"Long before it's in the papers"
September 25, 2015


Some fish found to “stand on lookout” for each other

Sept. 25, 2015
Courtesy of James Cook University
and World Science staff

Some fish will co­op­er­ate to act as look­outs for each oth­er—one of them watch­ing for preda­tors while the oth­er has its back turned and eats, ac­cord­ing to a new stu­dy.

Such be­hav­ior had been doc­u­mented for highly so­cial birds and mam­mals, but fish were con­sid­ered—in a word—too dumb to do it.

Rabbitfish said to be cooperating. (Credit: Jordan Casey)

The find­ing may “re­quire a shift in how we study and eth­ic­ally treat fish­es,” said study col­la­bo­ra­tor Da­vid Bell­wood of James Cook Un­ivers­ity in Aus­tral­ia.

Bell­wood and co-re­searcher Si­mon Brandl, al­so of the uni­vers­ity, said they noted the be­hav­ior among rab­bit­fish­es, brightly col­ored plant- and algae-eaters from the trop­i­cal Pa­cif­ic and In­di­an oceans.

They “lit­erally watch each oth­ers’ back,” said Brandl. They “co­or­di­nate their vig­i­lance ac­ti­vity quite strict­ly.” 

The activity is truly “re­cip­ro­cal,” as co­op­er­at­ing pairs even­tu­ally switch places in the feed-and-guard du­ty, the re­search­ers added.

“There has been a long­stand­ing de­bate about wheth­er re­cip­ro­cal coop­era­t­ion can ex­ist in an­i­mals that lack the highly de­vel­oped cog­ni­tive and so­cial skills found in hu­mans and a few spe­cies of birds and pri­mates,” Brandl said.

“By show­ing that fish­es, which are com­monly con­sid­ered to be cold, un­so­cial, and un­in­tel­li­gent, are ca­pa­ble of ne­go­ti­at­ing re­cip­ro­cal co­op­er­a­tive sys­tems, we pro­vide ev­i­dence that coop­era­t­ion may not be as ex­clu­sive as pre­vi­ously as­sumed.”

Our per­cep­tion of fish­es as cold, scaly au­toma­tons is slowly chang­ing, added Bell­wood. “Our find­ings should fur­ther ig­nite ef­forts to un­der­stand fish­es as highly de­vel­oped or­gan­isms with com­plex so­cial be­hav­iors.”

The find­ings are pub­lished in the re­search jour­nal Na­ture Sci­en­tif­ic Re­ports.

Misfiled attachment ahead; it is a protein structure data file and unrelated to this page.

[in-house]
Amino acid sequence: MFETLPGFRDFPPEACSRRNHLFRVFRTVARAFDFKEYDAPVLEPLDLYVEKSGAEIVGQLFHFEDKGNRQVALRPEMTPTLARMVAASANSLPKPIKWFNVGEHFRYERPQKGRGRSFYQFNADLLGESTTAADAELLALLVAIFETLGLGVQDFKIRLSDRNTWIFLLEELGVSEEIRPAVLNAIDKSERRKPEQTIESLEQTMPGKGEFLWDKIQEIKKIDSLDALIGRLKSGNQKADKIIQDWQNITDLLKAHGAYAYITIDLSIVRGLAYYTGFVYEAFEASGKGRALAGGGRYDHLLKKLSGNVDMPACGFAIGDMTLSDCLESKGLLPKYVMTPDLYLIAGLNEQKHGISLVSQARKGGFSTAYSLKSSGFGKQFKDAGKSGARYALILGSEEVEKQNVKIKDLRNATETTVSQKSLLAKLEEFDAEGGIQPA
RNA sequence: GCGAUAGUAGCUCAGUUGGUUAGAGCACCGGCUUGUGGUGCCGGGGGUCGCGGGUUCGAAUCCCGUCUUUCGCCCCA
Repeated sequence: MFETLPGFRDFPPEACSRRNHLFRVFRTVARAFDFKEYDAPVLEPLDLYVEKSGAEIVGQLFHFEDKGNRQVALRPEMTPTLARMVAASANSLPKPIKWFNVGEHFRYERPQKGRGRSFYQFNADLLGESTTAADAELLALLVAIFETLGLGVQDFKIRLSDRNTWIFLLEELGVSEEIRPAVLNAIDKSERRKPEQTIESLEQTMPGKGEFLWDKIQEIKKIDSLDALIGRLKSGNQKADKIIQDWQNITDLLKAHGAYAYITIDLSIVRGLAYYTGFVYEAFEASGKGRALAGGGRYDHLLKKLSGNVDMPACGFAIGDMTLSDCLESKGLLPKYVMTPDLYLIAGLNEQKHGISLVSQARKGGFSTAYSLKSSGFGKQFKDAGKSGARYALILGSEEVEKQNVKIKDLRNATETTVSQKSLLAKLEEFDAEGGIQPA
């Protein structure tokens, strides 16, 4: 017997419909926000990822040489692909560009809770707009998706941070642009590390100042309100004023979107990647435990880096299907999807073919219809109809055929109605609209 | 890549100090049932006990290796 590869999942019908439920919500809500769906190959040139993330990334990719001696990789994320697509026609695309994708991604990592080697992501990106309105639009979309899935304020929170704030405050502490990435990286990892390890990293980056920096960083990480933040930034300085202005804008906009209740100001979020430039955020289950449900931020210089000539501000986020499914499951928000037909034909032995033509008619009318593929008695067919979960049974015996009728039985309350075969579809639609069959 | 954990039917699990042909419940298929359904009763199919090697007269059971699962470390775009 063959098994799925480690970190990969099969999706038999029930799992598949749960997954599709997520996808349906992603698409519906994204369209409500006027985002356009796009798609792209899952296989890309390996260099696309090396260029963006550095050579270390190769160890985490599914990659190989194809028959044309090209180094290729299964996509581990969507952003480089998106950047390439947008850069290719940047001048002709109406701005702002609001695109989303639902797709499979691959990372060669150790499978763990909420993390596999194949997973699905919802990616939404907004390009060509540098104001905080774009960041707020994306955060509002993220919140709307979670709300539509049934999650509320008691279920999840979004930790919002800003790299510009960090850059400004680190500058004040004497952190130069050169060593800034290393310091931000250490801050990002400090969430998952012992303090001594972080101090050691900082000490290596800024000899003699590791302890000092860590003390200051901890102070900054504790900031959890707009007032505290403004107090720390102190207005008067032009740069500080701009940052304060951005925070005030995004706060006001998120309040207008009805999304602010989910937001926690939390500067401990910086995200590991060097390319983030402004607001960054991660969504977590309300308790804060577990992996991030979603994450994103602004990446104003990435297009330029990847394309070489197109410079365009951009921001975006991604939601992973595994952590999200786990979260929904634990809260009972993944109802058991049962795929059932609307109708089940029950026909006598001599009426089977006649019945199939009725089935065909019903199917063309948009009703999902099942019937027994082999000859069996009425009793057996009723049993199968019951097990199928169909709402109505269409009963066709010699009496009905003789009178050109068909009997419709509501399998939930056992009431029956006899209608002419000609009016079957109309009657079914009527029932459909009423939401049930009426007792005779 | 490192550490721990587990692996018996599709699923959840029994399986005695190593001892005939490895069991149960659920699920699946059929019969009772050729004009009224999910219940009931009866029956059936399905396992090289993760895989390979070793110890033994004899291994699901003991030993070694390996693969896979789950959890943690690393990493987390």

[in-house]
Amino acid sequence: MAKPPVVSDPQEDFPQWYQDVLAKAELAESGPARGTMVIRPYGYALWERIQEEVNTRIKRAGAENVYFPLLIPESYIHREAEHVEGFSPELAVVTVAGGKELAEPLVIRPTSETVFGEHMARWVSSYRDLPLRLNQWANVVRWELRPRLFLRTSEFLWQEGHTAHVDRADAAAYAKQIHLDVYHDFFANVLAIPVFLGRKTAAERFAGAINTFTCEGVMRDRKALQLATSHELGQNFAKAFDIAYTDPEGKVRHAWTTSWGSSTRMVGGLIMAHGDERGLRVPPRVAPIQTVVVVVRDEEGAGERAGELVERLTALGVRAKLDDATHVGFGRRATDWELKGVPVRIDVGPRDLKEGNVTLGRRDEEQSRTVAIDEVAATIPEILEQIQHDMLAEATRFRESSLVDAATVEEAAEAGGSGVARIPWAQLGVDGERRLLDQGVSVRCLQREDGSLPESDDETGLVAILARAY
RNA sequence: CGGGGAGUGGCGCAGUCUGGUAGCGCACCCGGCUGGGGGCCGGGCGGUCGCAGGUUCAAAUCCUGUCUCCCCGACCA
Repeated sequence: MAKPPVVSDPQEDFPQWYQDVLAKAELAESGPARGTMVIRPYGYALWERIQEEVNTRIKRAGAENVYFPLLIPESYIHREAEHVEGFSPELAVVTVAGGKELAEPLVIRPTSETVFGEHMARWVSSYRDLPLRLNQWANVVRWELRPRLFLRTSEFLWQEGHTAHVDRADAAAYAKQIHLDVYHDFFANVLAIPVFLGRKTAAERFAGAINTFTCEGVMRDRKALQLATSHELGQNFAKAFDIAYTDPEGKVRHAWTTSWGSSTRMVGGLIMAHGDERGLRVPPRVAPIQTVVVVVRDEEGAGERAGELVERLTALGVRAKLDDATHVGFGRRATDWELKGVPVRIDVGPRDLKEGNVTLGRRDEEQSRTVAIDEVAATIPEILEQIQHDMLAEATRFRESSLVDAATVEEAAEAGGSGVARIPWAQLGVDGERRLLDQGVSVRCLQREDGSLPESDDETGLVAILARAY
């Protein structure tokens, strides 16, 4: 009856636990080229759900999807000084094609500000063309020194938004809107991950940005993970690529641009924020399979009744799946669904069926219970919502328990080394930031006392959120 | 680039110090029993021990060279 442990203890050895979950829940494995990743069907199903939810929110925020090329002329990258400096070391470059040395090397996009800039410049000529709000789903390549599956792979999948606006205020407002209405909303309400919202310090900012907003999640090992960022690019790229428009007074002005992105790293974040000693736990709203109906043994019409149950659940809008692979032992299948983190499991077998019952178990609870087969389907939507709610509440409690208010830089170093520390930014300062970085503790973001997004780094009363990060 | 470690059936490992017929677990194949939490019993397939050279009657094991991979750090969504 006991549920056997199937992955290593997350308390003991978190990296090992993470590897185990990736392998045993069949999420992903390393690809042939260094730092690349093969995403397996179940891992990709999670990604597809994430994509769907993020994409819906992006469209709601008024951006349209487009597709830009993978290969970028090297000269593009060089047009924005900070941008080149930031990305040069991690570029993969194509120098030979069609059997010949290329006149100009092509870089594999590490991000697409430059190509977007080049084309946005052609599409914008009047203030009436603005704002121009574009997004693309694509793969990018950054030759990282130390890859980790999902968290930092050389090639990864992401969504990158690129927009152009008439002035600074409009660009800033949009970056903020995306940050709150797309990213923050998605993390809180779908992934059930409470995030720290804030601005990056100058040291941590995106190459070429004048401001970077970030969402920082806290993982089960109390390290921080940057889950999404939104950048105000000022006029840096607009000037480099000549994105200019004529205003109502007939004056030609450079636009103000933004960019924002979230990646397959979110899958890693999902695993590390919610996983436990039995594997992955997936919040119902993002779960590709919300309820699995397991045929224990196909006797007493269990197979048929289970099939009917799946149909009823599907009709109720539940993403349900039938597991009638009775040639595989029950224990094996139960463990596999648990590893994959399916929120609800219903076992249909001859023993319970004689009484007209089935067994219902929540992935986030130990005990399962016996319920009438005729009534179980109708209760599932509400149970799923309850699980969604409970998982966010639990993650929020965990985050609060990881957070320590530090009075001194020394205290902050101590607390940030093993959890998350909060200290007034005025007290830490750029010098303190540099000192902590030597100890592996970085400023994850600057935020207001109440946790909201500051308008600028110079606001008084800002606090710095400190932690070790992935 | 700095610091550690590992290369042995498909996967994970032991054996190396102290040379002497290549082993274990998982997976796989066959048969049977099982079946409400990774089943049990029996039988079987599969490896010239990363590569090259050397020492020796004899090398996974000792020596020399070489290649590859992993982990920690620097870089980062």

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Some fish will cooperate to act as lookouts for each other—one of them watching for predators whilst the other eats, according to a new study. Such behavior has been documented for highly social birds and mammals, but fish were considered—in a word—too dumb to do it. The finding may “require a shift in how we study and ethically treat fishes,” said study collaborator David Bellwood of James Cook University in Australia. Bellwood and co-researcher Simon Brandl, also of the university, observed the behavior among rabbitfishes, brightly colored plant- and algae-eaters from the tropical Pacific and Indian oceans. They “literally watch each others’ back,” said Brandl. They “coordinate their vigilance activity quite strictly.” The behavior is truly “reciprocal,” as cooperating pairs eventually switch places in the feed-and-guard duty, the researchers added. “There has been a longstanding debate about whether reciprocal cooperation can exist in animals that lack the highly developed cognitive and social skills found in humans and a few species of birds and primates,” Brandl said. “By showing that fishes, which are commonly considered to be cold, unsocial, and unintelligent, are capable of negotiating reciprocal cooperative systems, we provide evidence that cooperation may not be as exclusive as previously assumed.” Our perception of fishes as cold, scaly automatons is slowly changing, added Bellwood. “Our findings should further ignite efforts to understand fishes as highly developed organisms with complex social behaviors.” The findings are published in the research journal Nature Scientific Reports